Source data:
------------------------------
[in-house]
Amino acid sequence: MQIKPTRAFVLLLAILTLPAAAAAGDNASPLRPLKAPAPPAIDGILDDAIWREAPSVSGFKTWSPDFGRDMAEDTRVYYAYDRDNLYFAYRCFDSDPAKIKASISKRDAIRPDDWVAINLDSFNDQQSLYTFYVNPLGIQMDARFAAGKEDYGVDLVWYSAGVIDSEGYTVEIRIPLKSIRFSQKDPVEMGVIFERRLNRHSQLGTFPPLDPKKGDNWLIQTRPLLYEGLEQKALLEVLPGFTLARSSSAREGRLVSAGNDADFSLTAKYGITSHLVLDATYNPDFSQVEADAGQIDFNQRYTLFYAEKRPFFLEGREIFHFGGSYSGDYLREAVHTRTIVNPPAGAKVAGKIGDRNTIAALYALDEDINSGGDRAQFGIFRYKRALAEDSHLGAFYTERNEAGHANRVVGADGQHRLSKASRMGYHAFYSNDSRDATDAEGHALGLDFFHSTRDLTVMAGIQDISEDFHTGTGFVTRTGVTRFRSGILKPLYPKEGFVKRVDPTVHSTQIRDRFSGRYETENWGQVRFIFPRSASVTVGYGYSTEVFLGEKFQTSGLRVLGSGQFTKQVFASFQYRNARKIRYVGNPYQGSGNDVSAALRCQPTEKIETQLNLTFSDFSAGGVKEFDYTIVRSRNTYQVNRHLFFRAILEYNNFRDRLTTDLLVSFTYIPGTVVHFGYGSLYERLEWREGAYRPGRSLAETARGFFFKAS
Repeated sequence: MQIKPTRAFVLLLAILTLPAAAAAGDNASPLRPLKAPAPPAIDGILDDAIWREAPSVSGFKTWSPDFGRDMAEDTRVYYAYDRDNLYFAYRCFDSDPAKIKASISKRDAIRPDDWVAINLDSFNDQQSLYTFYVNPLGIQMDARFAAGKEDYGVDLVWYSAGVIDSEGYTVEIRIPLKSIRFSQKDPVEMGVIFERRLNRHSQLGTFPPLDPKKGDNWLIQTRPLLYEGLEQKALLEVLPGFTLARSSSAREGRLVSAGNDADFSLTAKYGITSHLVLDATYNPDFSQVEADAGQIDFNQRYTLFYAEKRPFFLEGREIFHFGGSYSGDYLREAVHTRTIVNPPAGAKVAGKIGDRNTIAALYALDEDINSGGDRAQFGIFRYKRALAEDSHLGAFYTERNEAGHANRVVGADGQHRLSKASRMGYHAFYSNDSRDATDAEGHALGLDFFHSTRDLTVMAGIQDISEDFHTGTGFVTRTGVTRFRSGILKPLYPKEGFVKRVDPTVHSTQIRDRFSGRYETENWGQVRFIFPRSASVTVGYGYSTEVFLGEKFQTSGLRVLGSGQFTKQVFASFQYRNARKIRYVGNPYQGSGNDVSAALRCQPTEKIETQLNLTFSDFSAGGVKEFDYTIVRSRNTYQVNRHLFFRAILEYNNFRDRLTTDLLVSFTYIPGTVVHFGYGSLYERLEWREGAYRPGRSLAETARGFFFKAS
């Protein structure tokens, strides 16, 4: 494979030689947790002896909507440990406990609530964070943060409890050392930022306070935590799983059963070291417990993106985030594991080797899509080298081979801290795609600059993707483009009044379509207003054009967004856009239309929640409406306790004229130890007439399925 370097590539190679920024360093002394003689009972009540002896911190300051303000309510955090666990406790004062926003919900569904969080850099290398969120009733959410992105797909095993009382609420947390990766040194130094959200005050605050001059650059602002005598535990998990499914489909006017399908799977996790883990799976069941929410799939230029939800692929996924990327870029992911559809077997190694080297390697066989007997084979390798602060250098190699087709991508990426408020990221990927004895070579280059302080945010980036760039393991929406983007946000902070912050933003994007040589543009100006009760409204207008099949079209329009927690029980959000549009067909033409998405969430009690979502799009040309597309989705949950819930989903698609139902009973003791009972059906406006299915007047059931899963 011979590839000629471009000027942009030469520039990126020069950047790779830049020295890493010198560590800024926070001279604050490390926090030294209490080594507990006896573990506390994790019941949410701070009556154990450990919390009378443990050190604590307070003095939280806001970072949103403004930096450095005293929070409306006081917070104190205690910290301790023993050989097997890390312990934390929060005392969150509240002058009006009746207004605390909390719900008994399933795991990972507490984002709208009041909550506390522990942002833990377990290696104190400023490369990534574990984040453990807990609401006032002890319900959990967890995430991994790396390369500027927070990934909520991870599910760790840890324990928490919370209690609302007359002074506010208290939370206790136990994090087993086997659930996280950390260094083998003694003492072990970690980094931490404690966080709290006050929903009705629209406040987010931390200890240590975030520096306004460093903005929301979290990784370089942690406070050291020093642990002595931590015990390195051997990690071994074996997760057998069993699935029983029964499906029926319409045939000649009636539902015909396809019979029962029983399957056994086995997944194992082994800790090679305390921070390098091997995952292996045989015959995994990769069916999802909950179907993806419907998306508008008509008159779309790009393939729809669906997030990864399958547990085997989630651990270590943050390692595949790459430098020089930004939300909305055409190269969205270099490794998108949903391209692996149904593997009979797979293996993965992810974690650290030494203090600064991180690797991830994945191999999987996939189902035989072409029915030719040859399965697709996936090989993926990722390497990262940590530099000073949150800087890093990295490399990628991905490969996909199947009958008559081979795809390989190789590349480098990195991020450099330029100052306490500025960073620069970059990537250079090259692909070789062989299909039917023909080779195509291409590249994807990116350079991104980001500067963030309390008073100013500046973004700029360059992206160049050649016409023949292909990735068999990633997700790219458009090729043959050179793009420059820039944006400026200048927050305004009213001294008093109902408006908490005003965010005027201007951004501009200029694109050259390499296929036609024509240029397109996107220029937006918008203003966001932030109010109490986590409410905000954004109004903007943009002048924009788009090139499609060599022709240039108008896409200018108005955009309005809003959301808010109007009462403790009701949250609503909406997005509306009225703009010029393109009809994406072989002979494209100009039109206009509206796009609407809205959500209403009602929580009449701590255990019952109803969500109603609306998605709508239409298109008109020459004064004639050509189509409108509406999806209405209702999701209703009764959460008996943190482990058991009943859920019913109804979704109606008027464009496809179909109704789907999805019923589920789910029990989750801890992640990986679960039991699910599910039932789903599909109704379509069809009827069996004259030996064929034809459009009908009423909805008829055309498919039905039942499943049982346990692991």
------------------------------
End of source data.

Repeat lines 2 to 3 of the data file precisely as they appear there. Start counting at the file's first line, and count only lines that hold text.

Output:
Amino acid sequence: MQIKPTRAFVLLLAILTLPAAAAAGDNASPLRPLKAPAPPAIDGILDDAIWREAPSVSGFKTWSPDFGRDMAEDTRVYYAYDRDNLYFAYRCFDSDPAKIKASISKRDAIRPDDWVAINLDSFNDQQSLYTFYVNPLGIQMDARFAAGKEDYGVDLVWYSAGVIDSEGYTVEIRIPLKSIRFSQKDPVEMGVIFERRLNRHSQLGTFPPLDPKKGDNWLIQTRPLLYEGLEQKALLEVLPGFTLARSSSAREGRLVSAGNDADFSLTAKYGITSHLVLDATYNPDFSQVEADAGQIDFNQRYTLFYAEKRPFFLEGREIFHFGGSYSGDYLREAVHTRTIVNPPAGAKVAGKIGDRNTIAALYALDEDINSGGDRAQFGIFRYKRALAEDSHLGAFYTERNEAGHANRVVGADGQHRLSKASRMGYHAFYSNDSRDATDAEGHALGLDFFHSTRDLTVMAGIQDISEDFHTGTGFVTRTGVTRFRSGILKPLYPKEGFVKRVDPTVHSTQIRDRFSGRYETENWGQVRFIFPRSASVTVGYGYSTEVFLGEKFQTSGLRVLGSGQFTKQVFASFQYRNARKIRYVGNPYQGSGNDVSAALRCQPTEKIETQLNLTFSDFSAGGVKEFDYTIVRSRNTYQVNRHLFFRAILEYNNFRDRLTTDLLVSFTYIPGTVVHFGYGSLYERLEWREGAYRPGRSLAETARGFFFKAS
Repeated sequence: MQIKPTRAFVLLLAILTLPAAAAAGDNASPLRPLKAPAPPAIDGILDDAIWREAPSVSGFKTWSPDFGRDMAEDTRVYYAYDRDNLYFAYRCFDSDPAKIKASISKRDAIRPDDWVAINLDSFNDQQSLYTFYVNPLGIQMDARFAAGKEDYGVDLVWYSAGVIDSEGYTVEIRIPLKSIRFSQKDPVEMGVIFERRLNRHSQLGTFPPLDPKKGDNWLIQTRPLLYEGLEQKALLEVLPGFTLARSSSAREGRLVSAGNDADFSLTAKYGITSHLVLDATYNPDFSQVEADAGQIDFNQRYTLFYAEKRPFFLEGREIFHFGGSYSGDYLREAVHTRTIVNPPAGAKVAGKIGDRNTIAALYALDEDINSGGDRAQFGIFRYKRALAEDSHLGAFYTERNEAGHANRVVGADGQHRLSKASRMGYHAFYSNDSRDATDAEGHALGLDFFHSTRDLTVMAGIQDISEDFHTGTGFVTRTGVTRFRSGILKPLYPKEGFVKRVDPTVHSTQIRDRFSGRYETENWGQVRFIFPRSASVTVGYGYSTEVFLGEKFQTSGLRVLGSGQFTKQVFASFQYRNARKIRYVGNPYQGSGNDVSAALRCQPTEKIETQLNLTFSDFSAGGVKEFDYTIVRSRNTYQVNRHLFFRAILEYNNFRDRLTTDLLVSFTYIPGTVVHFGYGSLYERLEWREGAYRPGRSLAETARGFFFKAS